Mathematics (Bryn Mawr)
http://hdl.handle.net/10066/14035
2017-09-22T02:39:47ZPost-Earnings Announcement Drift and the Impact of Loss Averse Investors
http://hdl.handle.net/10066/14179
Post-Earnings Announcement Drift and the Impact of Loss Averse Investors
Cummings, John
Despite being a highly documented phenomenon, the underlying cause of the post-earnings announcement drift is presently unknown. This study tests whether the tendency for investors to hold losses and realize gains--known as the disposition effect--can partially explain the existence of the post-earnings announcement drift anomaly in equity markets. The data for this paper consists of over six thousand companies from 1992 to 2012 for a total of over 140,000 quarterly earnings announcements. This study finds that the post-earnings announcement drift was most severe before 1998. During this period (1992-1998), a trading strategy that purchased (sold) stocks in the highest (lowest) decile of earnings surprises would have earned an annualized abnormal return of 32% (versus 4% for the later period). Furthermore, results show that the post-earnings announcement drift does not occur when the disposition effect is weakest, implying that the disposition effect plays an important role in the drift.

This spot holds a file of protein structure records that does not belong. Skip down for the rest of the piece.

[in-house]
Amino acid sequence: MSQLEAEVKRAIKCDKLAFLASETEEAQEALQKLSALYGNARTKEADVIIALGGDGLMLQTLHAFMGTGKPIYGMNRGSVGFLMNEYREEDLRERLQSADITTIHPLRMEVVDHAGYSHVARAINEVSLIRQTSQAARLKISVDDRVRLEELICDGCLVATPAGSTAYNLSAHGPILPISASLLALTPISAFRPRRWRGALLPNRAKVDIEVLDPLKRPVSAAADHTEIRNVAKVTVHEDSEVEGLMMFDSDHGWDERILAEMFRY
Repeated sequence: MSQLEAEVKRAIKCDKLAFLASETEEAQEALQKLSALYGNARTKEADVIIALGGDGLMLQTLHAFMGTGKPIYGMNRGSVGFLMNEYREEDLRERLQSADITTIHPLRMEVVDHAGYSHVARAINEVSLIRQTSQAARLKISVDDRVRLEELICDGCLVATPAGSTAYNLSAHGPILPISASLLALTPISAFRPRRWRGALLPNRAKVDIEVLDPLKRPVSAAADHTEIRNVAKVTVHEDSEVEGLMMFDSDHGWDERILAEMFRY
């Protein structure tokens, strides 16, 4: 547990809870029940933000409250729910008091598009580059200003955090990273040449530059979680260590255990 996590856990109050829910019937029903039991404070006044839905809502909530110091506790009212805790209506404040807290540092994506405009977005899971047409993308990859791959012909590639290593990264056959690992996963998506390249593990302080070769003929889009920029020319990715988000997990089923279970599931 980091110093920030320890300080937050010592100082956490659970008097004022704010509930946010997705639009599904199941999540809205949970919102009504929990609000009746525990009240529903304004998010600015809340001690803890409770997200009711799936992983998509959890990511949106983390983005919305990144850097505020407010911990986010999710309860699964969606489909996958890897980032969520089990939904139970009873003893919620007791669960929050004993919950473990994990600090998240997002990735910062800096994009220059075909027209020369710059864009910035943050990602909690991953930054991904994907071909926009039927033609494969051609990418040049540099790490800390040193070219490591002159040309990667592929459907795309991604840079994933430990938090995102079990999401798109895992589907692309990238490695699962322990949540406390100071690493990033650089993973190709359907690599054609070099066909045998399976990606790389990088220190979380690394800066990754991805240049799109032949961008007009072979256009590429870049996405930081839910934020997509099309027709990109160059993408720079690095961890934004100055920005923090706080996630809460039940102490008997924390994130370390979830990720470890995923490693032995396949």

2014-01-01T00:00:00ZA Development of Basic Stochastic Calculus and its Applications
http://hdl.handle.net/10066/14111
A Development of Basic Stochastic Calculus and its Applications
Ahsin, Taha
This paper looks to develop an understanding of stochastic calculus through basic measure theory. It begins by observing the relationships built between set theory and real-valued functions, using propositions related to ordering infinite sets through both subset placements as well as measurable value, subsequently establishing properties of measure spaces. It proceeds by looking at particular measure spaces, that is probability spaces, and properties related to set operations, such as unions, intersections, as well as complements, as it relates to probabilities. This analysis develops the concept of measurable functions in order to open the discussion into random variables on probability spaces. By building the properties of these functions, we derive various subcategories of random variables based on characteristics of their being simple, bounded, positive, arbitrary, and so on. Finally, we conclude the paper with application to financial mathematics.
2014-01-01T00:00:00Z